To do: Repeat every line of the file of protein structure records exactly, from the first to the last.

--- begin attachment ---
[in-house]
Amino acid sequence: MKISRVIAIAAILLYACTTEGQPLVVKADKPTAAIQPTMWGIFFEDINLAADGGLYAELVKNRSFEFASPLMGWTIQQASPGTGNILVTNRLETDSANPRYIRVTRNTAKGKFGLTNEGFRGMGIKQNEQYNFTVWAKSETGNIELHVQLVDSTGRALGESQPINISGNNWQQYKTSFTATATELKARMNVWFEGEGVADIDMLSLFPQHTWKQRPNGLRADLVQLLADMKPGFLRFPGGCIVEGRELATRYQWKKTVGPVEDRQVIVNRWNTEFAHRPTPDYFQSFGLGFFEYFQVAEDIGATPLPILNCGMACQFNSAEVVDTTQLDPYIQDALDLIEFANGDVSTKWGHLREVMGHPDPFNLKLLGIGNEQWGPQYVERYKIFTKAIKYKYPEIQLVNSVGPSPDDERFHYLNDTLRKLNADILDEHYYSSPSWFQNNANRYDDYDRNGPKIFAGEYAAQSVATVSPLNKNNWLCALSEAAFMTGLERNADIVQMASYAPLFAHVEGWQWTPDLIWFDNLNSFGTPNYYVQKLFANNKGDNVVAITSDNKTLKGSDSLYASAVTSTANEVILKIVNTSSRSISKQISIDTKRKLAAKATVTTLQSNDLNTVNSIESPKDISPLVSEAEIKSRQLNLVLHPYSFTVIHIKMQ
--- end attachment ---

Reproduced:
[in-house]
Amino acid sequence: MKISRVIAIAAILLYACTTEGQPLVVKADKPTAAIQPTMWGIFFEDINLAADGGLYAELVKNRSFEFASPLMGWTIQQASPGTGNILVTNRLETDSANPRYIRVTRNTAKGKFGLTNEGFRGMGIKQNEQYNFTVWAKSETGNIELHVQLVDSTGRALGESQPINISGNNWQQYKTSFTATATELKARMNVWFEGEGVADIDMLSLFPQHTWKQRPNGLRADLVQLLADMKPGFLRFPGGCIVEGRELATRYQWKKTVGPVEDRQVIVNRWNTEFAHRPTPDYFQSFGLGFFEYFQVAEDIGATPLPILNCGMACQFNSAEVVDTTQLDPYIQDALDLIEFANGDVSTKWGHLREVMGHPDPFNLKLLGIGNEQWGPQYVERYKIFTKAIKYKYPEIQLVNSVGPSPDDERFHYLNDTLRKLNADILDEHYYSSPSWFQNNANRYDDYDRNGPKIFAGEYAAQSVATVSPLNKNNWLCALSEAAFMTGLERNADIVQMASYAPLFAHVEGWQWTPDLIWFDNLNSFGTPNYYVQKLFANNKGDNVVAITSDNKTLKGSDSLYASAVTSTANEVILKIVNTSSRSISKQISIDTKRKLAAKATVTTLQSNDLNTVNSIESPKDISPLVSEAEIKSRQLNLVLHPYSFTVIHIKMQ